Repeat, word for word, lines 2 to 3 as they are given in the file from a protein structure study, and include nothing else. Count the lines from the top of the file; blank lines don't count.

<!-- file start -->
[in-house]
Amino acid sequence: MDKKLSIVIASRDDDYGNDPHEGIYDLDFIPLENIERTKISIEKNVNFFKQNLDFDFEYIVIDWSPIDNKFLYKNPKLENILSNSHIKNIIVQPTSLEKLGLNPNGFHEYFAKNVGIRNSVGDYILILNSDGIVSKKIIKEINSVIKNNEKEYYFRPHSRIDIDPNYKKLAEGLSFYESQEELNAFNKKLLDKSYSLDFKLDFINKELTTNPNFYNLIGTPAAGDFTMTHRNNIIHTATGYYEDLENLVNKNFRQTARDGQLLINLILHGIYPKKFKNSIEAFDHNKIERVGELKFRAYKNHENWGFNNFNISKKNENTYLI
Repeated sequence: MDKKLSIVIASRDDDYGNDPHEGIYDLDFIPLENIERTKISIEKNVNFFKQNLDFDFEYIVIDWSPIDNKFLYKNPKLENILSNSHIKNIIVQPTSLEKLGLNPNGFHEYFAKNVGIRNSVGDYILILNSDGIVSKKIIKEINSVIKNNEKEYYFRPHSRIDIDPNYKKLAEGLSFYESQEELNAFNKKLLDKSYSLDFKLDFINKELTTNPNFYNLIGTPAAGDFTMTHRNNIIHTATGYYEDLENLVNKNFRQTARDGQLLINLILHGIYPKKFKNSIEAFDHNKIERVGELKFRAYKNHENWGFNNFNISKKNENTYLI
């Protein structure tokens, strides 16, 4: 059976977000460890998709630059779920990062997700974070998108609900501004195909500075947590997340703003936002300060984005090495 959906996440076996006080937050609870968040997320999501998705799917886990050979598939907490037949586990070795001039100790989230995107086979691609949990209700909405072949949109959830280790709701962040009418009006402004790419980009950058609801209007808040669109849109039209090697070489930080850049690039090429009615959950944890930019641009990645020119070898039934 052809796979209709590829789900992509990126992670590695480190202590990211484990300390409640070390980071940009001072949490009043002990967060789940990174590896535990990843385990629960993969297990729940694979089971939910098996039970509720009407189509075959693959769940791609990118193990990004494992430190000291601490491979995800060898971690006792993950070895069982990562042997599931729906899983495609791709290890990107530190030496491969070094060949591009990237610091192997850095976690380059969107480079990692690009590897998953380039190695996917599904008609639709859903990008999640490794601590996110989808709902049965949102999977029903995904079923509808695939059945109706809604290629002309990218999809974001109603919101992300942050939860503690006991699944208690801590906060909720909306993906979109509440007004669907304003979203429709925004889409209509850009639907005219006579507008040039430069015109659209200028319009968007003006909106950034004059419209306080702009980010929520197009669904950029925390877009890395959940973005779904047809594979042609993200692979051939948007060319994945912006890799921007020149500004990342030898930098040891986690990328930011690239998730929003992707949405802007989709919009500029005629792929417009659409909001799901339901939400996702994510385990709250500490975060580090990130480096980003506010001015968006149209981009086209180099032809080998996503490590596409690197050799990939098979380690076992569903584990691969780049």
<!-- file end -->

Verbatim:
Amino acid sequence: MDKKLSIVIASRDDDYGNDPHEGIYDLDFIPLENIERTKISIEKNVNFFKQNLDFDFEYIVIDWSPIDNKFLYKNPKLENILSNSHIKNIIVQPTSLEKLGLNPNGFHEYFAKNVGIRNSVGDYILILNSDGIVSKKIIKEINSVIKNNEKEYYFRPHSRIDIDPNYKKLAEGLSFYESQEELNAFNKKLLDKSYSLDFKLDFINKELTTNPNFYNLIGTPAAGDFTMTHRNNIIHTATGYYEDLENLVNKNFRQTARDGQLLINLILHGIYPKKFKNSIEAFDHNKIERVGELKFRAYKNHENWGFNNFNISKKNENTYLI
Repeated sequence: MDKKLSIVIASRDDDYGNDPHEGIYDLDFIPLENIERTKISIEKNVNFFKQNLDFDFEYIVIDWSPIDNKFLYKNPKLENILSNSHIKNIIVQPTSLEKLGLNPNGFHEYFAKNVGIRNSVGDYILILNSDGIVSKKIIKEINSVIKNNEKEYYFRPHSRIDIDPNYKKLAEGLSFYESQEELNAFNKKLLDKSYSLDFKLDFINKELTTNPNFYNLIGTPAAGDFTMTHRNNIIHTATGYYEDLENLVNKNFRQTARDGQLLINLILHGIYPKKFKNSIEAFDHNKIERVGELKFRAYKNHENWGFNNFNISKKNENTYLI